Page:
MOJAVE, California — When Dave Masten, founder of California-based aerospace startup company Masten Space Systems, read the requirements for the U.S. military's Experimental Spaceplane (XS-1), there was one requirement he knew his company could definitely meet: flying 10 times in 10 days.
"We really emphasized the fact that we're flying regularly, that we've actually already met their 10 flights in 10 days with actually three of our vehicles now, including Xombie, Xoie and Xaero," Masten said. "All three vehicles did 10 flights in 10 days or better."
Masten Space Systems' experience with its vertical takeoff-vertical landing (VTVL) vehicles paid off. Last month, the U.S. Defense Advanced Research Projects Agency (DARPA) awarded 12-month study contracts to Masten, Boeing and Northrop Grumman for the companies to define how they would design, build and fly their entrants in the XS-1 program. [Images: XS-1 Experimental Spaceplane]
DARPA's goal for the XS-1 program is to develop a fully reusable unmanned vehicle with aircraftlike operations capable of delivering payloads weighing 3,000 to 5,000 lbs. (1,360 to 2,270 kilograms) to orbit for less than $5 million per flight. The program's technical goals include flying beyond Mach 10 (10 times the speed of sound) at least once and launching a representative small payload to orbit.
The $3 million contract was a big one for Masten Space Systems, which has fewer than 20 employees and is headquartered in a small, warehouselike building at the Mojave Air and Space Port in Southern California.
But you can't judge an aerospace company and its technology by size alone. In fact, Masten said that his company's small size is actually an advantage for technology efforts like the XS-1 space plane program.
"We also emphasized [to DARPA] the fact that we're using very small crews to do the flights," Masten said. "And we believe that's scalable to the XS-1."
Masten has spent years flying various small VTVL systems on a series of short hops at the Mojave spaceport. The systems have served as test beds for guidance, navigation and control (GNC) systems designed to safely land spacecraft on the moon and other worlds.
"We're leveraging what we've been doing for years," said Masten Space Systems CEO Sean Mahoney. "So, in some ways, this is larger and more aggressive than stuff that we've done before, but on the other hand, it is squarely in line with what Dave's vision was from the start."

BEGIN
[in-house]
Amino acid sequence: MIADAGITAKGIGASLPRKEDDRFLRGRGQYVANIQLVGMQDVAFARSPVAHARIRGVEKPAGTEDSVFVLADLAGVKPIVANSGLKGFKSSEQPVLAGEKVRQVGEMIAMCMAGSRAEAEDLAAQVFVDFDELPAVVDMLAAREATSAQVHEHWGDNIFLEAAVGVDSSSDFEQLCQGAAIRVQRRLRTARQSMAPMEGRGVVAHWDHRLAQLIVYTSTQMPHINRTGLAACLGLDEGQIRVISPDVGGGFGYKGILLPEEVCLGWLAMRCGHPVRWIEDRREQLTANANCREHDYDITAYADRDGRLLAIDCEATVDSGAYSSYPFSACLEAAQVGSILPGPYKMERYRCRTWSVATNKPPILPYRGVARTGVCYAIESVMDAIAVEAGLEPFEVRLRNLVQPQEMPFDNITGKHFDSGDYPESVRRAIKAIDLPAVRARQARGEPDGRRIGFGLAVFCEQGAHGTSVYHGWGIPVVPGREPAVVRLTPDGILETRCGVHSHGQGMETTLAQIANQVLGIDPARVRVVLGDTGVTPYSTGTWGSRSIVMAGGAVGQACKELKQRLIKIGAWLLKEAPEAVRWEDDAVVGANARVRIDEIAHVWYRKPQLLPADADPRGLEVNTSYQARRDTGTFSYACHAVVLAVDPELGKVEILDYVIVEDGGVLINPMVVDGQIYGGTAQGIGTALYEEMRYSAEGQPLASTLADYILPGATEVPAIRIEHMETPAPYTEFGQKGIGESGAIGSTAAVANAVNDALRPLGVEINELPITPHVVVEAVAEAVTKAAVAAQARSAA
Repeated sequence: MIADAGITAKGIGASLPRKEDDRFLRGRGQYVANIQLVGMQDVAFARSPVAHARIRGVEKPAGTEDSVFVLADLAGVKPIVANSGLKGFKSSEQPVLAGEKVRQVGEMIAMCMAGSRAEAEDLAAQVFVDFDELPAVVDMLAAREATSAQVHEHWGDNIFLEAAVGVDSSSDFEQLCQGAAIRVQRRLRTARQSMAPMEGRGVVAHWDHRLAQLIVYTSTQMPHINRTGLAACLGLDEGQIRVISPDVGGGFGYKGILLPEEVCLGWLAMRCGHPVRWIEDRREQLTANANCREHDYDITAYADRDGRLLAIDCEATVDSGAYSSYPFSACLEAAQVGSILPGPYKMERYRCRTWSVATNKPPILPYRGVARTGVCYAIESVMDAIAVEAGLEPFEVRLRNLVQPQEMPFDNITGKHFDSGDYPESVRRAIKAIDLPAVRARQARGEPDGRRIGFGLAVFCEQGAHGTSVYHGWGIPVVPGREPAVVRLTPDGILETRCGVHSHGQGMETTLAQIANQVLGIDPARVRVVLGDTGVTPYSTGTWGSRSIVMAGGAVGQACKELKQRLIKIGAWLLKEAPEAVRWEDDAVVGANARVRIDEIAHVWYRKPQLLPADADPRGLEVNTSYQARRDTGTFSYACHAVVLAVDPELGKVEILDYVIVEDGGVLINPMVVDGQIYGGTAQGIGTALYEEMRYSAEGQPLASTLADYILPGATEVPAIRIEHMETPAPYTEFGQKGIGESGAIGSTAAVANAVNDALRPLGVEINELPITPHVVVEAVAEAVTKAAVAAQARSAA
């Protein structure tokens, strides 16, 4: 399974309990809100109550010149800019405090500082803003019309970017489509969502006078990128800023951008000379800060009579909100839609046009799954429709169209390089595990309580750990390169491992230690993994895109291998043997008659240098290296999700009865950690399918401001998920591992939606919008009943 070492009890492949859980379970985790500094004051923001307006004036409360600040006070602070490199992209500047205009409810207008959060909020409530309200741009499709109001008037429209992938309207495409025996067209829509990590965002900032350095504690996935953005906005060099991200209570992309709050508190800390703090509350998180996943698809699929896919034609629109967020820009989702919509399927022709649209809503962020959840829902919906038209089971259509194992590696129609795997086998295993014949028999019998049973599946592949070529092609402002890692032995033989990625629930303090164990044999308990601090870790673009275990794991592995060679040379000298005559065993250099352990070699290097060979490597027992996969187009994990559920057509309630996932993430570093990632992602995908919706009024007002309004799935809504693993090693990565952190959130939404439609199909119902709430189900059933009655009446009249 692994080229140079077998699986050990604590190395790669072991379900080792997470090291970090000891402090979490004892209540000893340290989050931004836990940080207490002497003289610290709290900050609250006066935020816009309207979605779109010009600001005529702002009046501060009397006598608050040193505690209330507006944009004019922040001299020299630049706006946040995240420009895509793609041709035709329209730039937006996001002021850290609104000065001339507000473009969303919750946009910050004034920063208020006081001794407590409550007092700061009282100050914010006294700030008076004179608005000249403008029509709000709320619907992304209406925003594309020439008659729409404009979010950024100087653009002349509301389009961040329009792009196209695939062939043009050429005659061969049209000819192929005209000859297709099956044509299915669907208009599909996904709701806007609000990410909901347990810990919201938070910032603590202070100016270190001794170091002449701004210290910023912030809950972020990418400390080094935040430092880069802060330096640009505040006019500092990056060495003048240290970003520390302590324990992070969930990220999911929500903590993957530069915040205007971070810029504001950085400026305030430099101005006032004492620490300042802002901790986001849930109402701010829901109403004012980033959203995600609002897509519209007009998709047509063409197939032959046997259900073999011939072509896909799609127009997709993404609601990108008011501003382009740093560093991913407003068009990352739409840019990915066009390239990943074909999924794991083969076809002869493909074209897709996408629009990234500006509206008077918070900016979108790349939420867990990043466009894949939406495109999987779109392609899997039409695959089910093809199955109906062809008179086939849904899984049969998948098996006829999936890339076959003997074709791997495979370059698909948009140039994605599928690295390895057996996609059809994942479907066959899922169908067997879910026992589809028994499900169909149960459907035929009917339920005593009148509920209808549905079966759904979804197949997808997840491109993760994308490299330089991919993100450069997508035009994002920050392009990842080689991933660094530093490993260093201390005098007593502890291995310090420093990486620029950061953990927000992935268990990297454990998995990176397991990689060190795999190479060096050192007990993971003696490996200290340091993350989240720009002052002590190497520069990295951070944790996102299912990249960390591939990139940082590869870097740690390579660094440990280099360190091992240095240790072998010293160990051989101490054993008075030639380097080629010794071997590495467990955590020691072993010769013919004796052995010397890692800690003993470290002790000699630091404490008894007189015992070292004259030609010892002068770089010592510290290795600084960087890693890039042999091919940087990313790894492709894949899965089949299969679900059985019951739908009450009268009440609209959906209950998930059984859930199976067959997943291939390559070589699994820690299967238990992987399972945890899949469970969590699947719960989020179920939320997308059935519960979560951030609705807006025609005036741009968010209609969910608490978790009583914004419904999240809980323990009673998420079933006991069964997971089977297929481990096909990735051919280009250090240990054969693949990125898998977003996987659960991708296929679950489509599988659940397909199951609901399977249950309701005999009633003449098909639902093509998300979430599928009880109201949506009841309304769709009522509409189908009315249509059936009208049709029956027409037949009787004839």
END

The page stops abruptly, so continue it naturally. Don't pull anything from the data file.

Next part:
"To borrow from aviation history, Xombie and Xaero are biplanes," Masten added. "And now it's time for our Tri-Motors and DC-3s. That's what this really represents."
The company has released an artist's conception of its XS-1 entry. The artwork shows a VTVL system taking off vertically from a launchpad with wings and a tail fin, which are elements that are not standard on any of the company's previous vehicles.
"It's an artist's representation, and so the purpose of Phase 1 is to come to a design, and we're going through a lot of different design ideas as part of that phase," Mahoney explained. "What it will do is meet the requirements that DARPA set out ... There are several different key things that you have to do, and it has to be economical as well, so we're trying to find the best combination of all those things."
"The purpose of Phase 1 is taking the concept we proposed on how we would meet the requirements and refining it to the point where we actually have a plan on how we would execute," he added.
Masten said that wings could end up staying in the final design.
Wings are "a possible way of meeting some economies and operational requirements, even though we're not going to touch down on a runway ever," he said. "It's still vertical takeoff, vertical landing. The idea of the wings is to get a little bit of extra lift so we can do return to launch site. We can go off, we can do cross-range, we can turn ourselves around. We can use aerodynamics to do some of the work for us."
Masten has partnered with another Mojave company, XCOR Aerospace, which will provide the propulsion system for the reusable XS-1 vehicle. XCOR is working on a design for a fully reusable orbital system of its own.
"Twelve months is going to be quick and difficult," Masten admitted. "This is going to be fun. Actually, I shouldn't say this is going to be fun, because I'm already working on it. This is fun."